A modern classic. A young journalist travels far to spend every Tuesday with Morrie, his former teacher, to help him die of Lou Gehrig's disease. Try not to drip tears on the pages....a lovely story of how life, no matter how sad, is still worth living, and how this remarkable man taught one more lesson as he moved along the path to his death.
When I heard about how great this book was, I was excited to read it. It taught a piece of wisdom per chapter, as I wanted, but I don't feel that it grabbed me as I expected. In fact, halfway through, I started to scam the pages instead of reading it word for word because it seemed to drag on slowly.
A great story about how much you are affected by those around you, even when you least expect it. I think everyone should read this little book. It reads easily and you want to keep reading to find out what is next. Couldn't put it down.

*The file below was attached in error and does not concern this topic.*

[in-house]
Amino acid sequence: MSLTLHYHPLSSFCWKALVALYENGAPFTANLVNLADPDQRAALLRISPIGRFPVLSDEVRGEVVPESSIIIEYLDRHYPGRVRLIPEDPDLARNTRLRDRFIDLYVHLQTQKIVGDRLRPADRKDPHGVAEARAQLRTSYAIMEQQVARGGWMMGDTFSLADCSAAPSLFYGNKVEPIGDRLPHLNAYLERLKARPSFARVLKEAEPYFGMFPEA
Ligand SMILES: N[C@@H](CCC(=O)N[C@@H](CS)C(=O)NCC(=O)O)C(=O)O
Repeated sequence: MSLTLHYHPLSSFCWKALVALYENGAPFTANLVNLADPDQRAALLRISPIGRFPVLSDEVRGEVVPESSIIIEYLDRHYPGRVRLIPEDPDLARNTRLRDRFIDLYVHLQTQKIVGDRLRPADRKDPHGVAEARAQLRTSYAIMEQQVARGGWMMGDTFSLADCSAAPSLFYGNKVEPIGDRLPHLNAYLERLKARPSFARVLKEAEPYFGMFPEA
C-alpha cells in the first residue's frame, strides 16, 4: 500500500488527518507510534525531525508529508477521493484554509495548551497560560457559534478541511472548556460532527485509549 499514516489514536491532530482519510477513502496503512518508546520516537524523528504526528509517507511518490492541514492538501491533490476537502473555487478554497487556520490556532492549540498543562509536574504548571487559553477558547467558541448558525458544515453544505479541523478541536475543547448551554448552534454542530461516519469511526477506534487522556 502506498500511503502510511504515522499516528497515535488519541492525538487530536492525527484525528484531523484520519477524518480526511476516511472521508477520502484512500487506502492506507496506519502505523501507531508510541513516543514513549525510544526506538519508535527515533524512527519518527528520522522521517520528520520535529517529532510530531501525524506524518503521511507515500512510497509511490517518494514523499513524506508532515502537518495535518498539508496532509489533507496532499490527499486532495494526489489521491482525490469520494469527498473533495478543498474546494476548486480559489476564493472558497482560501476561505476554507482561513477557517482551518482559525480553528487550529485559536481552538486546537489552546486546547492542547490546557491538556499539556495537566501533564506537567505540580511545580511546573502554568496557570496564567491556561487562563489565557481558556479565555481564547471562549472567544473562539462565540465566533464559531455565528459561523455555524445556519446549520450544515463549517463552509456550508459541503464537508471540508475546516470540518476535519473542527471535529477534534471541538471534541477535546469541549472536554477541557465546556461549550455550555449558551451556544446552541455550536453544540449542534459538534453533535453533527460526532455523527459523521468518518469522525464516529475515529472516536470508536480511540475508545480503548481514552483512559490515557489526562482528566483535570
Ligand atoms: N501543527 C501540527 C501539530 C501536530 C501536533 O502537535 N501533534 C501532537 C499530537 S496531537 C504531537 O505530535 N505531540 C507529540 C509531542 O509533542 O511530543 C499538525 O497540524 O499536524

When someone you admire and love develops a dreaded disease what do you do? Perhaps, like Mitch, you have good intentions but don't get around to doing much because you are so busy. Eventually though, like Mitch, you take time to visit that friend and realize that you just must spend what time you can with this beloved individual before you have no more time left. So it goes with Mitch whose mentor and friend, Morrie, battles ALS. Morrie is just glad to see his former student who promised to keep in touch when he graduated.